What is Sun Damage?
Too much sun exposure can considerably damage human skin. The heat from the sun causes dryness in unprotected areas of the skin decreasing its supply of natural lubricating oils. Additionally, the sun has ultraviolet (UV) radiation that can lead to burning and changes in the structure of the skin (long-term). There are several types of sun damage to the skin, and the treatment depends on the particular type.
What are the Common Types of Sun Damage?
- Dry Skin – When the skin is exposed to the sun for prolonged periods, it loses moisture and essential oils causing it to become visibly dry and flaky. This can also lead to premature skin aging signs like wrinkles even in younger people.
- Sunburn – This is the term used to describe injury of the skin that occurs after immediate exposure to UV radiation. Having mild sunburn causes a slightly painful reddening of the skin but in severe cases tiny vesicles or fluid-filled bumps can appear.
- Actinic keratosis – This is a very small bump that feels rough similar to sandpaper. It can also be a small, scaly patch of the skin that is damaged by the sun which appears pink, yellow, red or brownish. It is not like suntan markings or sunburns because it typically persists until treated through freezing, the use of chemicals or removal by a doctor. An actinic keratosis develops in particular areas of the skin that have been repeatedly exposed to the UV rays of the sun, but it can also be due to prolonged exposure. About 10 to 15% of cases later on turn into squamous cell skin cancers thus the need for immediate treatment.
- Long-term changes in the collagen of the skin – This includes photoaging or the premature aging of the skin due to sun exposure and actinic purpura or bleeding of delicate blood vessels underneath the surface of the skin. In photoaging, fine lines and wrinkles can appear due to changes in the structural protein of the skin (collagen) in the dermis. In actinic purpura, the structural collagen supporting the walls of the tiny blood vessels of the skin is damaged. This is usually a problem of older people because the blood vessels are more delicate and more likely to rupture from trauma.
Does Sun Damage Have Different Effects on Particular Skin Types?
The effects of sun damage on the skin and overall health of a person differ depending on the sun exposure level, age and skin type along with other factors. Generally, lighter skin tones are more delicate, so sun damage causes more damage on these skin types. Dry skin is also easier to damage because of the lack of hydration.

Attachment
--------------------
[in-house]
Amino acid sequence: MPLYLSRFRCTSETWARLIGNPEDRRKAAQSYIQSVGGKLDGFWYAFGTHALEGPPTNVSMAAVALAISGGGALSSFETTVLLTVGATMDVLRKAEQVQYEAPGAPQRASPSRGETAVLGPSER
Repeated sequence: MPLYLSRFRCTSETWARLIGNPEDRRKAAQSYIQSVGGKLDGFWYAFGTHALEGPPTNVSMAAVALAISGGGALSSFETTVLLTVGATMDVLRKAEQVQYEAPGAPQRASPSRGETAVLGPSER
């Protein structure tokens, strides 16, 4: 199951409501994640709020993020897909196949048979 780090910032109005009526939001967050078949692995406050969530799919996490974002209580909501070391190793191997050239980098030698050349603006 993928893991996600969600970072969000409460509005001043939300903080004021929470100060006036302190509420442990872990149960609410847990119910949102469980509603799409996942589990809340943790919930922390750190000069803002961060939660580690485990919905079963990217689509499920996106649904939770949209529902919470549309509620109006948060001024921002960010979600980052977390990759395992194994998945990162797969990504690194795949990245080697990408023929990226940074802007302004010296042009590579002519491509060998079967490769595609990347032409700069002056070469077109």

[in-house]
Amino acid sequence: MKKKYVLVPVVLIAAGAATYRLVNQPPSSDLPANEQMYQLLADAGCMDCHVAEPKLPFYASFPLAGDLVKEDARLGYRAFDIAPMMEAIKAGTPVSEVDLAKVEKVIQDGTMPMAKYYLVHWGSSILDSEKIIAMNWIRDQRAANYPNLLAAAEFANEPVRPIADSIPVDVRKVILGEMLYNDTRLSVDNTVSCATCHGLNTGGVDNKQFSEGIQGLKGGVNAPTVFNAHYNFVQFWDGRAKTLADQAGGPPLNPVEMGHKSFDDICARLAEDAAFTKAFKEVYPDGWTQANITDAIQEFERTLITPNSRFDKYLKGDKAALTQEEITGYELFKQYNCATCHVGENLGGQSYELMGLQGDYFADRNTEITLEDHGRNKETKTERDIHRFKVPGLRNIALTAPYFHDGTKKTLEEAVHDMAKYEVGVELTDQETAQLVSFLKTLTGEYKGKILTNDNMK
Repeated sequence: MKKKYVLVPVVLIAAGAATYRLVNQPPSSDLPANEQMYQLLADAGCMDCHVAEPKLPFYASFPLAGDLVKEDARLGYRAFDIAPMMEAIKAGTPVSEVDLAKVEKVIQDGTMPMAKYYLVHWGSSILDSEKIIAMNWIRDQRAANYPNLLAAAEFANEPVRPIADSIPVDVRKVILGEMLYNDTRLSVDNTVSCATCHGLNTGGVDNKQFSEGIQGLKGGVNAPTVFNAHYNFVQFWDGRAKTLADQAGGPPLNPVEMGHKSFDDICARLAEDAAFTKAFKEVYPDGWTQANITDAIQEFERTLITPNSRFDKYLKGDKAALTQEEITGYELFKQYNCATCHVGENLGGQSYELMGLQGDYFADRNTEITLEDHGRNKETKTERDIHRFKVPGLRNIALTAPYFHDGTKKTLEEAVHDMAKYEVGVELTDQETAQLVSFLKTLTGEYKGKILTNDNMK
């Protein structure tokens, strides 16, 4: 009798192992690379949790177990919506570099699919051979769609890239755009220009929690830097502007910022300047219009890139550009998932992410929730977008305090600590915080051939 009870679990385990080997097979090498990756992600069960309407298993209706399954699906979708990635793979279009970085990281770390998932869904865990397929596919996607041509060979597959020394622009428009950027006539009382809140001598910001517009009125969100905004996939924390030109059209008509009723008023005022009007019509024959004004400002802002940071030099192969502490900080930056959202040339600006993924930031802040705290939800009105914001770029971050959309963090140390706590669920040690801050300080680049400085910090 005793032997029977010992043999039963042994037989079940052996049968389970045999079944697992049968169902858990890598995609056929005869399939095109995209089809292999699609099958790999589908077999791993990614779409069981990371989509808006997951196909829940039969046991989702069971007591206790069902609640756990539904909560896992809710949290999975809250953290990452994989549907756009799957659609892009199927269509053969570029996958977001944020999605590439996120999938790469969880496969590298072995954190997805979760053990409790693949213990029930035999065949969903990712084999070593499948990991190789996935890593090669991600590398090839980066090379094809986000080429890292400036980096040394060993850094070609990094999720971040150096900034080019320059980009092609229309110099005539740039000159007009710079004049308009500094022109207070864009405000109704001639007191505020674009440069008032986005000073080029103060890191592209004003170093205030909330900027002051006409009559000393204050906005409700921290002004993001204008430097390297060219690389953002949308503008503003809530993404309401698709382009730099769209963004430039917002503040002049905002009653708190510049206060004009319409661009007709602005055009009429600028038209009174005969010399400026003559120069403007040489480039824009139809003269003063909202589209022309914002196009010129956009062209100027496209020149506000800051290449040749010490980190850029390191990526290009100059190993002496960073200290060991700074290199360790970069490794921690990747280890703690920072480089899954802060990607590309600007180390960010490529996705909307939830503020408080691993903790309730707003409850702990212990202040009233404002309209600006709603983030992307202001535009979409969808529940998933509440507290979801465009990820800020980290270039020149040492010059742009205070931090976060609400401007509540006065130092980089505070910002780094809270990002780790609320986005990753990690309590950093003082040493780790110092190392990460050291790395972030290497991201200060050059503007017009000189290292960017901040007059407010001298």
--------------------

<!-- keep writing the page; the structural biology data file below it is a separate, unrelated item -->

What Can Be Done to Treat Sun Damage?
Treating sun Damage Depends on the Particular Type
- Dry skin – The treatment is simply to use a good moisturizer that contains one or more of the following ingredients: urea, glycerine, sorbitol, lactic acid, alpha-hydroxy acids and pyroglutamic acid. For those with sun damaged skin, take note that moisturizers with alpha-hydroxy or any other acid should be avoided. Also, remember to wash only using warm or cool water and use unscented soap with high-fat content or glycerine.
- Sunburn – For sunburn that is painful, apply cool compresses preferably a cool and wet cloth to the injured area of the skin. You can also mist it with sprays of cool water. If the discomfort persists, non-prescription medication for pain like ibuprofen or aspirin can be used. For extensive sunburn with blistering, consult your doctor for stronger anti-inflammatory medication.
- Actinic keratosis – There are several types of treatment depending on factors like the size, location and number of actinic keratosis. Some of the options include topical fluorouracil, imiquimod, diclofenac sodium gel, cryotherapy, chemical peels, laser resurfacing and shave excision.
- Photoaging and other conditions that involve collagen changes – Remember that it is not possible to reverse the effects of long-term sun damage but the appearance of the skin can be improved through the use of tretinoin or strong alpha-hydroxy acids that are applied directly to the skin. There are also other options like cryosurgery, laser resurfacing, chemical peels or dermabrasion. Botox injections and other procedures can also be used to reduce the appearance of wrinkles and other skin aging signs.
Sun damage can lead to permanent cosmetic concern. Moreover, long-term sun damage can increase the risk of developing skin cancer. Thus, the fewer unprotected sun exposure a person has, the lesser the risk of skin cancer.
As rightly said by Skin Cancer Foundation Senior Vice President Deborah S. Sarnoff, MD- “Practicing sun protection is important year round, not just during the summer, When you adopt safe sun practices, you’ll go a long way toward preventing additional damage”. The best way to avoid sun damage is to use protection that includes hats, sunglasses, clothing and sunscreen if you cannot completely avoid sun exposure.
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